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Traffic jam in LA
The Avenue

Congestion pricing is all around us. Why is it taboo on our roads?

Think about a day in the life of a typical office worker in the Washington, D.C. area. They take Metro to get to the office on time, order lunch to be delivered from the busy restaurant down the street, purchase tickets to a weekend matinee film, and call a Lyft home as hockey fans swarm the Metro. Finally, they end the night streaming a show on high-speed internet.

All of these activities, whether we realize it or not, take advantage of congestion pricing: paying a cost based on demand and the desire to avoid waiting. Riding the Metro at peak time, splurging on an additional fee to avoid the lunch line, receiving a discount for seeing a movie when few others choose to—we accept congestion pricing as a normal feature of everyday life.

So why, on our roads, is it considered taboo?

Congestion pricing on our nation’s roadways is forbidden in many cases, or rarely adjusted in others. We’re still stuck in traffic, with drivers wasting an average of 54 hours every year and costing the economy $166 billion.

What is so maddening is that we know how to fix the problem: Simply price use of the roads based on demand like any other good. There are multiple options for how to implement congestion pricing, some already demonstrated in cities across the world: adding new priced lanes (also known as managed lanes) to existing freeways; tolling non-carpool vehicles using high-occupancy vehicle lanes; or implementing a charge to enter congested central business districts (cordon pricing).

What is so maddening is that we know how to fix the problem: Simply price use of the roads based on demand like any other good. There are multiple options for how to implement congestion pricing, some already demonstrated in cities across the world.

Economists have long been advocating such proposals for efficiency, time savings, and the choice they provide users. And many states, including California, have moved forward with installing road pricing systems of their own on state freeways. However, the practice has been less prevalent in cities themselves, where traffic congestion is greatest in the urban core.

Fortunately, in the absence of state and federal action on the issue, a slew of forward-leaning cities are exploring ways to use congestion pricing to free up traffic and curb emissions.

Perhaps the nation’s biggest experiment in this arena is taking place in New York City. If all goes as planned come 2021, New York will be the first city in the United States to employ a cordon pricing system by charging drivers to access Manhattan south of 60th Street. One barrier to greenlighting such a plan were concerns about equity—that charging higher tolls would disproportionately hurt lower-income commuters, especially those from New York’s outer boroughs.

A closer look from an equity standpoint reveals that only 4% of outer-borough commuters drive into Manhattan for work, nearly all of whom are not poor. Furthermore, critics miss the fact that such pricing creates revenue to improve transportation options actually used by lower income workers. Indeed, New York’s cordon pricing is estimated to generate up to $1.1 billion a year for improving transit services.

Other cities are closely watching New York and examining congestion pricing within their own city limits:

  • In Washington, D.C., commuters benefit from the extensive set of pricing systems in Virginia (and soon to be in Maryland), but not in the District itself. Washington has already implemented a demand-based pricing system for parking downtown, and the idea of expanding to the city’s roads has been mulled over in the city council. Just this year, the council commissioned a new study to examine the impacts congestion pricing would have on the city’s traffic, which currently stands as the nation’s third-worst.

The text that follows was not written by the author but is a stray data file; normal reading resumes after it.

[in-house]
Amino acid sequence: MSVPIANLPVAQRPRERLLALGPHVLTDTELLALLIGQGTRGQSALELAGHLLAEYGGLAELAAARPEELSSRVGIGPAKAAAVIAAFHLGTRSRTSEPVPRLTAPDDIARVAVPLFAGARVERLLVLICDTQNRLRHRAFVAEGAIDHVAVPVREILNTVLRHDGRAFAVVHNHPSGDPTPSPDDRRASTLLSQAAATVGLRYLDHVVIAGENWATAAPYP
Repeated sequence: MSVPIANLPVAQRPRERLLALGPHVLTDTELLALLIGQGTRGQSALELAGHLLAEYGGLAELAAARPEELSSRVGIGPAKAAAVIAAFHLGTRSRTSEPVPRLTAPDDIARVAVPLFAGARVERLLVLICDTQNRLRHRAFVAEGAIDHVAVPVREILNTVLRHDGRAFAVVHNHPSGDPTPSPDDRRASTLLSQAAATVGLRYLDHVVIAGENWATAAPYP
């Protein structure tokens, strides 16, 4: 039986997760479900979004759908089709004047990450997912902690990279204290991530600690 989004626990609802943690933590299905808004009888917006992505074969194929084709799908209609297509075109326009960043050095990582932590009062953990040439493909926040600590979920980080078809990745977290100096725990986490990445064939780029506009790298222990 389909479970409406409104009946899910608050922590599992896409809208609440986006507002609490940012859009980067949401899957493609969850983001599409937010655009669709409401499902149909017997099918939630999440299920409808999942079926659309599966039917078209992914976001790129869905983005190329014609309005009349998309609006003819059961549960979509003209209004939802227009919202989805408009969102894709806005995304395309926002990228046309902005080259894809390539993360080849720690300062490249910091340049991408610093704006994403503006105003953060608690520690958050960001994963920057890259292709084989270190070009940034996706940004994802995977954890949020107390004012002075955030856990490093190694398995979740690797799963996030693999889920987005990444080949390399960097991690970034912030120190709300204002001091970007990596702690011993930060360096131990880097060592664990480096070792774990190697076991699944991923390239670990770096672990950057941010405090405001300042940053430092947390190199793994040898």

• In her 2019 “State of the City” address, Chicago mayor Lori Lightfoot committed to “exploring revenue options to address rampant congestion that solves the problems of traffic, pollution… while simultaneously bringing in a fair source of funding.” Though the mayor’s intentions may be more financially motivated (the city is eyeing new revenue to fill its gaping $838 million budget deficit), Chicago nonetheless has an opportunity to lead the Midwest in tackling congestion problems. As the mayor said herself, however, it’s important for Chicago to “get this right,” and focus on eliminating the negative externalities created by congestion rather than leaning on road pricing solely to address structural fiscal problems.
  • And in the nation’s most congested city, Los Angeles recently announced it will move forward with a $5.5 million study of a congestion pricing pilot program. An earlier study estimated that a $4 rush-hour fee on drivers entering the city’s most congested roads would reduce traffic by 19% during peak periods. That would yield a corresponding drop in travel times and greenhouse gasses, while also increasing the share of non-auto commuters. While the city’s study will likely produce more conclusive findings, there is little doubt Angelenos have much to gain by following New York’s lead.

The taboo against pricing roads is slowly fading. Cities are starting to recognize the opportunity to reduce roadway congestion without waiting for federal or state governments to provide billions in funding for costly new infrastructure. If all goes well, commuters in these three cities will have the ability to recover some of the 70 to 120 hours lost to congestion every year while reducing their environmental impact.

Congestion pricing is already the standard in our choices about how we travel, where we shop, even when we go to the movies—it’s time to bring it to our roads, too.

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